Earlier in the week I started sharing about my new VLA quilt for our upcoming show called Life Along the Rio Grande. This is the call for entry: The wonderful variety of living things along the vitally important Rio Grande River. Work could explore historical or cultural themes, scientific or geological topics, or social and environmental issues relating to the flora, fauna, and people living on or near this historic river.
It will be quite interesting to see what people come up with. In addition to the expected landscape or flora/fauna quilts, there's a lot of human history in this area, so its possible there will be quilts on, for example, ancient Anasazi culture or something. The Rio Grande river forms part of our border with Mexico, so it's possible that we may see some quilts about immigration or other more political topics.
In any case, the show is being curated and organized by Betty Busby and has several venues secured already (thanks to hard work by my mom and others), and the first 35 quilts submitted that meet the requirements (this show has a specific size) will be included as part of the show. So if you're a SAQA member in (or associated with) those regions, make a quilt! I was excited to get to make the logo for the show, and later on I'll be doing the print materials as well.
When I left off, I mentioned I'd cut out the silhouettes of three telescope antennae in preparation for some openwork free motion embroidery. I've done a fair amount of this (e.g. here and here and here), and my general approach is to pin a sheet of water soluble stabilizer underneath the opening and then just stitch away. I started off that way on this quilt, beginning with the medium sized telescope, and boy was it a giant mess. It got all puckered and pulled funny and was a general disaster. Part of that was that my quilt sandwich was a bit thicker than usual, so it was difficult to get off the open/stabilizer part back onto the quilt. However, two other factors played a much bigger role in the mess. First, the openings were just very large. Second, I ran out of my good water soluble stabilizer. Unfortunately, I don't know what brand the kind I liked was, but it was very fibrous, and though not thick, was not stretchy and held its shape very well. When I ran out after my last project, I bought a roll of Sulky Super Solvy heavy duty water soluble stabilizer and it is terrible! Its thin and plasticky and stretchy and sticky, and though it's sturdy in the sense that it didn't rip when sewing through it, it has absolutely no stabilizing ability due to its shiftiness and stretchiness. After nearly ruining my quilt on the middle telescope, I wound up hooping with a large embroidery hoop for the other two. To be fair, for the large telescope especially I probably would have had to do that even with my old stabilizer, but even with the hoop, free motion-ing on the large telescope with the sulky stuff was awful. And of course the large telescope is large enough that it took five different hoopings to cover all of it, each with ~5-6 different thread changes. Yuck. I'll definitely plan differently next time! Anyway, here's what the openwork telescopes look like after soaking the whole quilt in water to dissolve away the stabilizer.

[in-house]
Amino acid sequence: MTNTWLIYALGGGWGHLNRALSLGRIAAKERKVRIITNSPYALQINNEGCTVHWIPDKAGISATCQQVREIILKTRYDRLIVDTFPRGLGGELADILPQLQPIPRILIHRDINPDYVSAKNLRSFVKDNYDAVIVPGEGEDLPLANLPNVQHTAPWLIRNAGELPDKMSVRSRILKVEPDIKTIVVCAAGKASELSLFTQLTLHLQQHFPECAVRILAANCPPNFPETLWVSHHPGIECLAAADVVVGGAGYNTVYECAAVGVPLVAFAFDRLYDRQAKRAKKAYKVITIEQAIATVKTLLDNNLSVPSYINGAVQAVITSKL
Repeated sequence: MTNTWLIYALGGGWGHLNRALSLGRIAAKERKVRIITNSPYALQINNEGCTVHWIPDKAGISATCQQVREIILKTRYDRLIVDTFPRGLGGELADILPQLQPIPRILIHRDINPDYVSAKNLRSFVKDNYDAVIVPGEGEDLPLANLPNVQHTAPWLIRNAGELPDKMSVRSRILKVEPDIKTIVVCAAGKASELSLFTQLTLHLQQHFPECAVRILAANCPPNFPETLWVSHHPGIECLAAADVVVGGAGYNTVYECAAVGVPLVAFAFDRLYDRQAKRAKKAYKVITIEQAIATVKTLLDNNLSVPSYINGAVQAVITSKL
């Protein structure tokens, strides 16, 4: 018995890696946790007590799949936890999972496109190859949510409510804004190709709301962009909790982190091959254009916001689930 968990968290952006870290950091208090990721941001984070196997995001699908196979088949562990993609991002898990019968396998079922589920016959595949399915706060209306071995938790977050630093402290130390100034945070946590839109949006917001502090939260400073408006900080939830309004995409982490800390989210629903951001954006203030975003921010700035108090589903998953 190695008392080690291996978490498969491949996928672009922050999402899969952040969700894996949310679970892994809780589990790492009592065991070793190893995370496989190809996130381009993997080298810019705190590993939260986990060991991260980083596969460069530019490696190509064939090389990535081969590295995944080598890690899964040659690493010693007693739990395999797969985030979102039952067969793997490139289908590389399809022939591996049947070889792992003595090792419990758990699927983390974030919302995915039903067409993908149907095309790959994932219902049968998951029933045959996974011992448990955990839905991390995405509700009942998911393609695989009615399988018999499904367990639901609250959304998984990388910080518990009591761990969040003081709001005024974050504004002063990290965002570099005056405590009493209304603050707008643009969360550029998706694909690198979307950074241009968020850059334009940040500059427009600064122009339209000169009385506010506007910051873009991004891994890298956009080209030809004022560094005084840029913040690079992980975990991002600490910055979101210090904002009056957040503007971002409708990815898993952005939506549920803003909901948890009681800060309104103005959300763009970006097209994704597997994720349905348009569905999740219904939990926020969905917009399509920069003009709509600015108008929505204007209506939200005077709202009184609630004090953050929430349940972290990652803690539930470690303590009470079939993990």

There are always a few loose threads after soaking to remove the stabilizer, so here I am hand stitching a few. The openwork didn't come out perfect; I definitely need a better way to stabilize, but I love the depth and texture the velvet gives. I didn't have any problems with the velvet or stretch velour getting puckery (though I did stabilize the stretch velour), and it was way easier to work with than I was anticipating.
And here's the whole quilt.
|Shannon Conley, VLA, c.2017, 48" x 32"|